The categories were a procrustean bed for every possible thing, but the three kinds of syllogisms are so only for the three so-called Ideas. The Idea of the soul was compelled to find its origin in the form of the categorical syllogism. It is now the turn of the dogmatic ideas concerning the universe, so far as it is thought as an object in itself, between two limits—that of the smallest (atom), and that of the largest (limits of the universe in time and space). These must now proceed from the form of the hypothetical [pg 105] syllogism. Nor for this in itself is any special violence necessary. For the hypothetical judgment has its form from the principle of sufficient reason, and not the cosmological alone but all those so-called Ideas really have their origin in the inconsiderate and unrestricted application of that principle, and the laying aside of it at pleasure. For, in accordance with that principle, the mere dependence of an object upon another is ever sought for, till finally the exhaustion of the imagination puts an end to the journey; and thus it is lost sight of that every object, and indeed the whole chain of objects and the principle of sufficient reason itself, stand in a far closer and greater dependence, the dependence upon the knowing subject, for whose objects alone, i.e., ideas, that principle is valid, for their mere position in space and time is determined by it. Thus, since the form of knowledge from which here merely the cosmological Ideas are derived, the principle of sufficient reason, is the source of all subtle hypostases, in this case no sophisms need be resorted to; but so much the more is sophistry required in order to classify those Ideas according to the four titles of the categories.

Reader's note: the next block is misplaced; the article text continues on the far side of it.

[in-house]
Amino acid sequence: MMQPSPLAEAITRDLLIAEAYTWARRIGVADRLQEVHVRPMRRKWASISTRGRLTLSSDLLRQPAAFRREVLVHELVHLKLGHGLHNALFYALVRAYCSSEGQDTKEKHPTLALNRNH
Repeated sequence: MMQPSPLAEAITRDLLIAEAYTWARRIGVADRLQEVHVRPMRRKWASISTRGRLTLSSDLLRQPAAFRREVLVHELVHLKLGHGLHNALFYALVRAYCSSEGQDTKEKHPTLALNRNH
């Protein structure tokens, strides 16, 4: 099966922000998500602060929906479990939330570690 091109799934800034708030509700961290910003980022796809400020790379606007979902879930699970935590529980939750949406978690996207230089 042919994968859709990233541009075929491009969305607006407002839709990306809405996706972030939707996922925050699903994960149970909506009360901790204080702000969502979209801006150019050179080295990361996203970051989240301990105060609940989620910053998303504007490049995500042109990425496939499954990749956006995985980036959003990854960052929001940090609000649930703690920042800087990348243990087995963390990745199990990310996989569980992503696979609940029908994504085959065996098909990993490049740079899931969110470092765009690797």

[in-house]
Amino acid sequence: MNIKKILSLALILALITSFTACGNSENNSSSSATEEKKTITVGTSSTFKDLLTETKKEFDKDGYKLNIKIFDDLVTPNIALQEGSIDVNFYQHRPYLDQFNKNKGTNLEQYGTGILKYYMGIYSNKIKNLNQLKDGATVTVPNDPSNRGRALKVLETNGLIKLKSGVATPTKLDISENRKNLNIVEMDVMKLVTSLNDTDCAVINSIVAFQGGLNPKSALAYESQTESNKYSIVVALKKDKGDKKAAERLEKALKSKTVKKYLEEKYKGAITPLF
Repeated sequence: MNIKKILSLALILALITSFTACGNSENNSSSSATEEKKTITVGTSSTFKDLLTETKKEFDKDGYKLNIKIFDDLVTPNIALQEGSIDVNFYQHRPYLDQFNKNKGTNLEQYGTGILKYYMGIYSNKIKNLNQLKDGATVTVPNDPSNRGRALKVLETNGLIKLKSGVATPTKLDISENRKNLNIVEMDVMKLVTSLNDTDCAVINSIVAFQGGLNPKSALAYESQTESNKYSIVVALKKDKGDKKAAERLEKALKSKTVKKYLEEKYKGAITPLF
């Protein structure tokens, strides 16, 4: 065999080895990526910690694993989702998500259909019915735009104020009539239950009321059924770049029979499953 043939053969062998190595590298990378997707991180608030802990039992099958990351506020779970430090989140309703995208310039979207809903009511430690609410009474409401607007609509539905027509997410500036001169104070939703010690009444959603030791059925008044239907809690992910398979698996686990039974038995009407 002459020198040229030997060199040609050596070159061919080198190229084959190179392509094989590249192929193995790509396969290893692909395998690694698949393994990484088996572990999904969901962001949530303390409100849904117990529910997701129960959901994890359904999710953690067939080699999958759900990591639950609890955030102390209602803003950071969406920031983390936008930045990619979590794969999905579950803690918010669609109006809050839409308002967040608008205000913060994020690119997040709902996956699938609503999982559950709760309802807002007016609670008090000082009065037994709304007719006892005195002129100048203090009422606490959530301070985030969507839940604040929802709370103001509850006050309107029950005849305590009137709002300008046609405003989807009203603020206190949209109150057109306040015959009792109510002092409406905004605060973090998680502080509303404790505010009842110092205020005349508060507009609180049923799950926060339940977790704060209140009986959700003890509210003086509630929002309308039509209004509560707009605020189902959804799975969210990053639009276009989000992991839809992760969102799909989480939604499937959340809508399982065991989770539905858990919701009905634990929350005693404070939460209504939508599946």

(1.) The cosmological Ideas with regard to time and space, thus of the limits of the world in both, are boldly regarded as determined through the category of quantity, with which they clearly have nothing in common, except the accidental denotation in logic of the extent of the concept of the subject in the judgment by the word quantity, a pictorial expression instead of which some other might just as well have been chosen. But for Kant's love of symmetry this is enough. He takes advantage of the fortunate accident of this nomenclature, and links to it the transcendent dogmas of the world's extension.